Frontex: Parliament demands greater scrutiny of "financial management and internal controls"
The EU's border agency Frontex has been criticised on numerous grounds by the European Court of Auditors, the institution responsible for "improving EU financial management, promot[ing] accountability and transparency, and act[ing] as the independent guardian of the financial interests of the citizens of the Union." The European Parliament's Civil Liberties Committee has echoed the Court's complaints.
The Court noted that in 2012:
"Expenditure related to grants amounted to 56 million euro, representing 63% of the total operating expenditure. In order to verify the expenditure claimed by beneficiaries [for example, Member States participating in Joint Operations] the Agency performs reasonableness checks prior to payment but does not usually request supporting documentation." 
While the agency adopted an "ex post audit strategy" in 2012, "no 2012 expenditure has yet been verified" and the Court found that it "could not obtain sufficient appropriate audit evidence on the legality and regularity of the audited 2012 grant transactions."
In its response, attached to the Court of Auditors report, Frontex argued that:
"Bearing in mind that the Beneficiaries of Frontex are the national Border Guard authorities of the Member States and Schengen Associated Countries, they have to sign, when claiming for reimbursement, that all information provided is full, reliable and true; the Beneficiaries also need to certify that their request for payment is substantiated by adequate supporting documents."
A draft opinion of the European Parliament's Civil Liberties Committee, which has to approve the Court of Auditors' report, calls on the agency "to remedy this state of affairs and consider applying more effective measures to deal with such financing situations, such as flat-rate billing." 
The Court also found that Frontex's "physical inventory was incomplete and did not cover all assets owned by the Agency," and that:
"The recruitment procedures examined showed significant shortcomings affecting transparency and the equal treatment of candidates: questions for written tests and interviews were set after he applications had been examined by the selection board; no threshold scores were set for admission to written tests and interviews and for being included in the list of suitable candidates; the Selection Board did not document all its meetings and decisions."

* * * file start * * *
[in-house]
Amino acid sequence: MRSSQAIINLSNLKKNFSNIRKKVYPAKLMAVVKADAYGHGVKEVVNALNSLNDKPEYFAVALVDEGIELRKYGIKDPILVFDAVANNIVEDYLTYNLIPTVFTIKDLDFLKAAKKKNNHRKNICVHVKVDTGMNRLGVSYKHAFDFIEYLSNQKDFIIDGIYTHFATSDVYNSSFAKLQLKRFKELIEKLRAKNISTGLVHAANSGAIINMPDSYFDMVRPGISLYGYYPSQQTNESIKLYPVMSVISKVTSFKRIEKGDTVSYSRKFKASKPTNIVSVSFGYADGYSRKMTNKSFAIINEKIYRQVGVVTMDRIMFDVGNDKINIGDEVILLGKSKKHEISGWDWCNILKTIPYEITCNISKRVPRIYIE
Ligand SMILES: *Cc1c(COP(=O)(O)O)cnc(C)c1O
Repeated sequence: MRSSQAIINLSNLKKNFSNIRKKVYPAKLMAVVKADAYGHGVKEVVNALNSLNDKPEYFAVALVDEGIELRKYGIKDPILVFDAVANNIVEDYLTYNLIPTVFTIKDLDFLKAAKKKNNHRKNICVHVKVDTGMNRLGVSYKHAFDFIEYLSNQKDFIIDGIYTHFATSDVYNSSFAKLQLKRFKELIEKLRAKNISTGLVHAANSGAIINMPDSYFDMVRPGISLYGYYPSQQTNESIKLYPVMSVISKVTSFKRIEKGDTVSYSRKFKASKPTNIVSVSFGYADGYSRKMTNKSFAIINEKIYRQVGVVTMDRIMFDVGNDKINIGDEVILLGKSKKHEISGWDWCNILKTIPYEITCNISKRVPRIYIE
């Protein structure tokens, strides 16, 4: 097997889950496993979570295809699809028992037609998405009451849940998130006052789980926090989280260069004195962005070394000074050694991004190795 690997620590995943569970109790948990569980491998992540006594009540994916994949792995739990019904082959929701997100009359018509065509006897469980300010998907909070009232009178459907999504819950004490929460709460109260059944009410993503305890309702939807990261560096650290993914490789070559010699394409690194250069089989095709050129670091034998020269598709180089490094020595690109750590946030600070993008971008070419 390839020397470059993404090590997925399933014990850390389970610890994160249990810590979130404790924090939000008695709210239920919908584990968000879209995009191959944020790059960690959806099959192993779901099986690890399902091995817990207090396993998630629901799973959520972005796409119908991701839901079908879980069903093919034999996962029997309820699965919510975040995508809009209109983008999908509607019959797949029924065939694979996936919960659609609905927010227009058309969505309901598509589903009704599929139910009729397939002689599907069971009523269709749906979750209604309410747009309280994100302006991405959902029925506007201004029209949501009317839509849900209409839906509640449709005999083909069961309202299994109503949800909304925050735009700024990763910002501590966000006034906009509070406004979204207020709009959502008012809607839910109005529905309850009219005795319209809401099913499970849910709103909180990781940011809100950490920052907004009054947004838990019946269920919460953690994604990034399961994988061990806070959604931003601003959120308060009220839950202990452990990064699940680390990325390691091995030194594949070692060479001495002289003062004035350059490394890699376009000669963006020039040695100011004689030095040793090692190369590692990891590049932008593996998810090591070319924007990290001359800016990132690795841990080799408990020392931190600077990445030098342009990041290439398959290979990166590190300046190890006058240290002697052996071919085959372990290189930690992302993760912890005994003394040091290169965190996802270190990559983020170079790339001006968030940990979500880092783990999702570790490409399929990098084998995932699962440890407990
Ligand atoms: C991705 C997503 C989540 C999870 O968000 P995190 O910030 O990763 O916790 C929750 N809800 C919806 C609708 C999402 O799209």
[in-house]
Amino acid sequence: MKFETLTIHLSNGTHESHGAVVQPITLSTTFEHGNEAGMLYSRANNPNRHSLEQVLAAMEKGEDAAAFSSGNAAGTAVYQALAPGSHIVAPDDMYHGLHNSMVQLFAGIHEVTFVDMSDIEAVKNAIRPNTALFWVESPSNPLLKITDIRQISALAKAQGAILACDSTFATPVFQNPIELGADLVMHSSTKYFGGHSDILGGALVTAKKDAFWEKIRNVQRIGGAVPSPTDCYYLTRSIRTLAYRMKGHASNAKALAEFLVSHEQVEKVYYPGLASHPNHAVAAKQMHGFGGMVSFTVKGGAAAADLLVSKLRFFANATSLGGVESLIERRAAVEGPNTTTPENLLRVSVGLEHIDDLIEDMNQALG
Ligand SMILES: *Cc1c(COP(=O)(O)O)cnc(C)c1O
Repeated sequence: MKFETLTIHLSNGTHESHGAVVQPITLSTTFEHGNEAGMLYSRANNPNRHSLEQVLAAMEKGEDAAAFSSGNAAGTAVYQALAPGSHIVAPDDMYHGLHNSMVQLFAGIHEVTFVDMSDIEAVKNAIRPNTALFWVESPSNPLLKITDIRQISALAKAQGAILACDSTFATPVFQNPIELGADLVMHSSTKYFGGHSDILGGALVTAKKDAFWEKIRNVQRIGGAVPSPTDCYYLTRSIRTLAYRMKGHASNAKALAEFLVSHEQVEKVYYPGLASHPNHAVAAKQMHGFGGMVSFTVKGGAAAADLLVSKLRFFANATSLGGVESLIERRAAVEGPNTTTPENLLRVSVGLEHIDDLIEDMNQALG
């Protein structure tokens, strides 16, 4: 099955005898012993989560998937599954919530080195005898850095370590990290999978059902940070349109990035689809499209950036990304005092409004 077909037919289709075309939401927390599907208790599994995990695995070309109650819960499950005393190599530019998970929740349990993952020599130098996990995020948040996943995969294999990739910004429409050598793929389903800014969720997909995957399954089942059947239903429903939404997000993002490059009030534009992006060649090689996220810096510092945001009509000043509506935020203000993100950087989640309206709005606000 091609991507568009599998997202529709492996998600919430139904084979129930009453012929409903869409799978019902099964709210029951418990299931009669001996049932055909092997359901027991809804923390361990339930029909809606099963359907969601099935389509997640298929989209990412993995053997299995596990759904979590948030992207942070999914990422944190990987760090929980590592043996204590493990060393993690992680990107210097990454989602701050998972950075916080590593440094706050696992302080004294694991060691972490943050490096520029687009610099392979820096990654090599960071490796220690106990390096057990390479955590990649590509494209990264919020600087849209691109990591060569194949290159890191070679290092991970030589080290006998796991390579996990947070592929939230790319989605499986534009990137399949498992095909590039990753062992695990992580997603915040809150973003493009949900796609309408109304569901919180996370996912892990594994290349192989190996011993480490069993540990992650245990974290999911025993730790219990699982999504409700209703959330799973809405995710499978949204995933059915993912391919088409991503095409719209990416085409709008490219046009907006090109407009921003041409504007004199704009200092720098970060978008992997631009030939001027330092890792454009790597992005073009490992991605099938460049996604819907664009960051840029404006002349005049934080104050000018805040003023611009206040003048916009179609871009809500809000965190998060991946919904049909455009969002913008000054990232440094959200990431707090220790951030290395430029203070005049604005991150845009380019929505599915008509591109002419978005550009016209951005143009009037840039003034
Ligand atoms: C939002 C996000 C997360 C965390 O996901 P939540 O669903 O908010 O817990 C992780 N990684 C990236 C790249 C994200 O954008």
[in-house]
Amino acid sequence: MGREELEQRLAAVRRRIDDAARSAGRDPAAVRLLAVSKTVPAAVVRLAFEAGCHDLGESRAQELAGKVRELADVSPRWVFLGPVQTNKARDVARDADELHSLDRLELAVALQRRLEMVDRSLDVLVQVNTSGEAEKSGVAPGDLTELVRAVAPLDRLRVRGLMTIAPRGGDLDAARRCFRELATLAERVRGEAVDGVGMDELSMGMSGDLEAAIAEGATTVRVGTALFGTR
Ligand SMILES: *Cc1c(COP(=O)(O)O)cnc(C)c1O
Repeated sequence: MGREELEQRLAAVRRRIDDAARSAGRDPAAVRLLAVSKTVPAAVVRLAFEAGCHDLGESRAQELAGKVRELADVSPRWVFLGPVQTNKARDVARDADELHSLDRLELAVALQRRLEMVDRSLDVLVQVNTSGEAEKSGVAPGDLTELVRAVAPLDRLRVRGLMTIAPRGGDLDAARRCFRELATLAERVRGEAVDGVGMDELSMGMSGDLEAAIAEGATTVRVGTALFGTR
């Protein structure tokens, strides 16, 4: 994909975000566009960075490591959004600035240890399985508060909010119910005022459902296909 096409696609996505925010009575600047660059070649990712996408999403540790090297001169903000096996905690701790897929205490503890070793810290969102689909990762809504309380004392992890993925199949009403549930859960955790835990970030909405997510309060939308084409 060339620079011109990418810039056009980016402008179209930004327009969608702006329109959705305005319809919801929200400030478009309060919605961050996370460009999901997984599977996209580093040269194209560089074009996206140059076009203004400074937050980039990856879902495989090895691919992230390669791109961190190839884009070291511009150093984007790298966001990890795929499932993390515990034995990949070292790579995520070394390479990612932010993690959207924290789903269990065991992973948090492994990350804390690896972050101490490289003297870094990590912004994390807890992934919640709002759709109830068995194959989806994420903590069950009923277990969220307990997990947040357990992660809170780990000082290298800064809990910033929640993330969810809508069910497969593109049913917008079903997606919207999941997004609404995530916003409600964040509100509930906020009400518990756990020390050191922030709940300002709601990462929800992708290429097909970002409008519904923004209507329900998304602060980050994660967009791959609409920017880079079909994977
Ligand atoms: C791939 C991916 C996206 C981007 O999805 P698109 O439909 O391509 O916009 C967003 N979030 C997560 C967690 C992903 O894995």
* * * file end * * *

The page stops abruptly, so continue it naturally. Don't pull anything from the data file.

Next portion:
Frontex responded by saying that "in 2013 HR [human resources] will be stricter in monitoring the process and will implement measures in order to raise awareness in this particular area among the selection board members."
The draft opinion of the Civil Liberties Committee says that "in general, greater attention should be paid to checking the sound financial management and internal controls of Frontex." The opinion is expected to go before the full Parliament in early April. 
See also: Frontex: Final Accounts for 2012 (pdf)
- 'Commission launches study on the possible creation of a "European System of Border Guards" to be operated by Frontex', Statewatch News Online, July 2013
- 'Frontex: Democratic legitimacy and concerns over joint returns operations code of conduct', Statewatch News Online, May 2013
- 'Council of Europe Parliamentary Assembly report: Frontex: Human rights responsibilities', Statewatch News Online, April 2013
- 'A drop of fundamental rights in an ocean of unaccountability: Frontex in the process of implementing Article 26(a)', Statewatch News Online, May 2012
 European Court of Auditors, 'Report on the annual accounts of the European Agency for the Management of Operational Cooperation at the External Borders of the Member States for the financial year 2012 together with the agency's replies', 9 July 2013
 European Parliament Committee on Civil Liberties, Justice and Home Affairs, 'Draft Opinion on discharge in respect of [Frontex]', 9 January 2014
 European Parliament Legislative Observatory, '2012 discharge: [Frontex]', 2013/2230(DEC)
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